In conversation with
Bernhard Lorenz Müller
Hi Bernhard, please introduce yourself.
I live and work in Salzburg/Austria and have here with my partner a studio for photo design and graphic design. In addition to my work for clients in industry and culture, I have also been creating freelance photographic work for symposia, festivals and exhibitions since 1990.
In 1984 I completed a classical training as a photographer with a focus on portraits, then I managed a photographic laboratory for several years until I then went independent with a studio in 1990.
What does analog photography mean to you? What excites / fascinates you about it?
Having worked through my profession from black and white photography, to C41 and E6 development, and all common enlargement practices, and having hands-on with all camera formats up to large format cameras, this knowledge still takes a great understanding of photography even in the digital working world.
In your opinion, what are the advantages and disadvantages of analogue photography?
The major advantage of analog photography is the concentration during shooting and the decision already made in advance how the picture will look like. The disadvantage of analog photography in the current times is certainly the loss of the multitude of films that differ in character, the enormously increased costs and the decimation of professional laboratories and paper processing possibilities.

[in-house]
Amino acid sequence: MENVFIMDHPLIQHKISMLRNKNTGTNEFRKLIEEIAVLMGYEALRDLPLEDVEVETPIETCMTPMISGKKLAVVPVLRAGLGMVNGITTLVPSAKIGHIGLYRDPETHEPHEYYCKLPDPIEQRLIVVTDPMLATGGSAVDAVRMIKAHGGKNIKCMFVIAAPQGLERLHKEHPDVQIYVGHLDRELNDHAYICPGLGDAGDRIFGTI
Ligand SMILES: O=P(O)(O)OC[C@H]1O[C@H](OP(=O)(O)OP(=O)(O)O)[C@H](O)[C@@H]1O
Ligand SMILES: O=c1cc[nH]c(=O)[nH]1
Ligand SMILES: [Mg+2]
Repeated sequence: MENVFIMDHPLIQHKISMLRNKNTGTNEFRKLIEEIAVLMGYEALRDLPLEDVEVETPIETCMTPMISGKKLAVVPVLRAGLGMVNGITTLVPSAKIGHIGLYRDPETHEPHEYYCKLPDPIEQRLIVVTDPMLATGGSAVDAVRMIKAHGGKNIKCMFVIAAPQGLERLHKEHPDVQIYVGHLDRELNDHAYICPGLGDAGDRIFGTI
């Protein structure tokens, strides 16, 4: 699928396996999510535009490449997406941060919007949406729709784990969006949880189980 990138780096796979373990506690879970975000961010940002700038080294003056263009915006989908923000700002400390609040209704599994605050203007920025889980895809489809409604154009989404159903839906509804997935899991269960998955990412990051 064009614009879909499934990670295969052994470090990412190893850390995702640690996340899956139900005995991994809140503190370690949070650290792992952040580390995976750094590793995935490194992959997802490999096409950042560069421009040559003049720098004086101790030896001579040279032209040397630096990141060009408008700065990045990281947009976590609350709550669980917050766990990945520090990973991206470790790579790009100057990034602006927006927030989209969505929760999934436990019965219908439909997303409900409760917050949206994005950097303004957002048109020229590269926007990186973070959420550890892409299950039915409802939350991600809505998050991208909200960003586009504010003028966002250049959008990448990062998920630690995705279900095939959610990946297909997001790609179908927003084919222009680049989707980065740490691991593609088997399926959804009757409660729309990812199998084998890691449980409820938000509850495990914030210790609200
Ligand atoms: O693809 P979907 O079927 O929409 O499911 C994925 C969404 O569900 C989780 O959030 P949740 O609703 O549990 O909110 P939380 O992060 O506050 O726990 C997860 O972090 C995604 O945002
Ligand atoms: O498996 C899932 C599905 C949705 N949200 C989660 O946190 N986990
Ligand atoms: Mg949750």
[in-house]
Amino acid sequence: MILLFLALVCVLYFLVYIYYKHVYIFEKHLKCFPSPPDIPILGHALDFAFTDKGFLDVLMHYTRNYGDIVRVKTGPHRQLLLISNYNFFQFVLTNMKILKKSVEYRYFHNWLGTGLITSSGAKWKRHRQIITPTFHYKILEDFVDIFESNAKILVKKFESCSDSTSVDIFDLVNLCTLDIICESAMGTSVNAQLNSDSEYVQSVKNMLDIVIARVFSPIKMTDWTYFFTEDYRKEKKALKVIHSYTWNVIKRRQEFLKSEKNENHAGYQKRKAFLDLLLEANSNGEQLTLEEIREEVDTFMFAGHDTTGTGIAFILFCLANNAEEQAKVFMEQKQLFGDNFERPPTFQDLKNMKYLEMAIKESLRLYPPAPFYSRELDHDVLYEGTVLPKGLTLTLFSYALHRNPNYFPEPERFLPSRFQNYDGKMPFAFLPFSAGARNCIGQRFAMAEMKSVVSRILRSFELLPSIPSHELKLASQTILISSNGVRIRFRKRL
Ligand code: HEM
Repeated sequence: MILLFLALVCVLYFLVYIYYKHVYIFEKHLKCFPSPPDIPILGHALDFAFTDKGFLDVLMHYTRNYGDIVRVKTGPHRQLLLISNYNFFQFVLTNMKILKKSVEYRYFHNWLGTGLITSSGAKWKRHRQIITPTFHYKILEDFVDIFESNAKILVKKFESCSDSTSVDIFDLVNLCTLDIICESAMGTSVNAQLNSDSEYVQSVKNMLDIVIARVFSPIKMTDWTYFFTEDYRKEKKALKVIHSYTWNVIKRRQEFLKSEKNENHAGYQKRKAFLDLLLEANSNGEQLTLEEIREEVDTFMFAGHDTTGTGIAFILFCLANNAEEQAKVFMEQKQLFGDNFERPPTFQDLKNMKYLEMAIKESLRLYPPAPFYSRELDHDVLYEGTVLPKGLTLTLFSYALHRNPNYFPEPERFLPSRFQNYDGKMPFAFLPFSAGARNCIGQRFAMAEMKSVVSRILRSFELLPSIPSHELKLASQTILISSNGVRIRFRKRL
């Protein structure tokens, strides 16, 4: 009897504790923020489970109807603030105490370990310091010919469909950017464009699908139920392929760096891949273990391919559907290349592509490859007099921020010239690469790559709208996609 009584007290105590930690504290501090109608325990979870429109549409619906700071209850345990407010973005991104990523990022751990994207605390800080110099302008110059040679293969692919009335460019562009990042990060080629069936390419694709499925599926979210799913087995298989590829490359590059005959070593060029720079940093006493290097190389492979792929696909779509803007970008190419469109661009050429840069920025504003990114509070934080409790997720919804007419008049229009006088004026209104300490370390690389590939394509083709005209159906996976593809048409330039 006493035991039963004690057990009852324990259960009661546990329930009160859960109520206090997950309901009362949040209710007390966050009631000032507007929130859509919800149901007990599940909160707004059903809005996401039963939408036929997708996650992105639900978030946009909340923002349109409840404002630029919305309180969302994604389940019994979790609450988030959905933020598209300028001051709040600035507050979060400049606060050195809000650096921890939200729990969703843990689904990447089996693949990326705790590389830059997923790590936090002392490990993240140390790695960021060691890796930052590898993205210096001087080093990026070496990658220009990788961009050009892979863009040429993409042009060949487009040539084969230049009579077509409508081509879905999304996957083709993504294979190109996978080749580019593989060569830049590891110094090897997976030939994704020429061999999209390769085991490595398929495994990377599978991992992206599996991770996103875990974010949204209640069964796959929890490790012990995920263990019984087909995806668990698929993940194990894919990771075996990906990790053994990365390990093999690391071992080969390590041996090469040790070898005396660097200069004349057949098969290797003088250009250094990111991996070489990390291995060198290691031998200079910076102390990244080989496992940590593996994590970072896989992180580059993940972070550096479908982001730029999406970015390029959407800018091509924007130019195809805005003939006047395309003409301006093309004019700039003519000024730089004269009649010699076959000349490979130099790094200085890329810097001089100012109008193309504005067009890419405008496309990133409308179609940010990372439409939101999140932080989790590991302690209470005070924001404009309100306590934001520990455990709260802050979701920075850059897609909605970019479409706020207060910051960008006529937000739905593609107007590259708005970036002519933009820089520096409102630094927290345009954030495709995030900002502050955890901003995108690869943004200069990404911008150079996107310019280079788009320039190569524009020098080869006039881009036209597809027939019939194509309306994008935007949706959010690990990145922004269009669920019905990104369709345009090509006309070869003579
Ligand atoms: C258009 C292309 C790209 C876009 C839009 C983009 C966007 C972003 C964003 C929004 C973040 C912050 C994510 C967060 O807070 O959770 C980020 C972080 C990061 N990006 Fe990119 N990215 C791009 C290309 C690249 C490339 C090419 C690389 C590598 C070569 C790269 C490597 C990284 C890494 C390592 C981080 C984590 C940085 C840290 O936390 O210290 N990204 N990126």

Do you concentrate on a certain topic in your work?
In my own work, the concept is in the foreground. The work can stretch over years and is not subject to any commercial goal. Essential is the goal of telling a photographic overall story.
Are there (analogue) photographers who have influenced your aesthetic and approach?
I could list a lot of photographers here who have certainly influenced me. From Ansel Adams, Man Ray, Robert Mapplethorpe, Elfriede Mejchar to contemporary photographers like Dana Lixenberg, Elina Brotherus, Jim Rakete, Steve McCurry, Rob Hornstra and many more. If you are open to any photographic artist, just one picture can change everything.
Do you have certain cameras and films that you prefer to work with?
No. Each camera has its own character and is to be chosen individually for the most diverse challenges. In analog photography I prefer Hasselblad 500, Mamiya 645 and Sinar.
Speaking of films: What does your workflow look like?
For B&W, I still develop myself and then go the hybrid route of scanning. For color, I have a lab.
What advice would you have for other photographers who are reading this interview?
It doesn’t depend on the camera or whether it’s analog or digital to tell a photographic story.
If you publish your work on Instagram: curse or blessing?
Social media is overrated! The moment of photography is the moment in which you live as a photographer. The direct print and the physical experience is always preferable to the digital showing of photography.
Which 3 photo books can you recommend / should you definitely own?
Any well-designed photo book has its charm and will find you.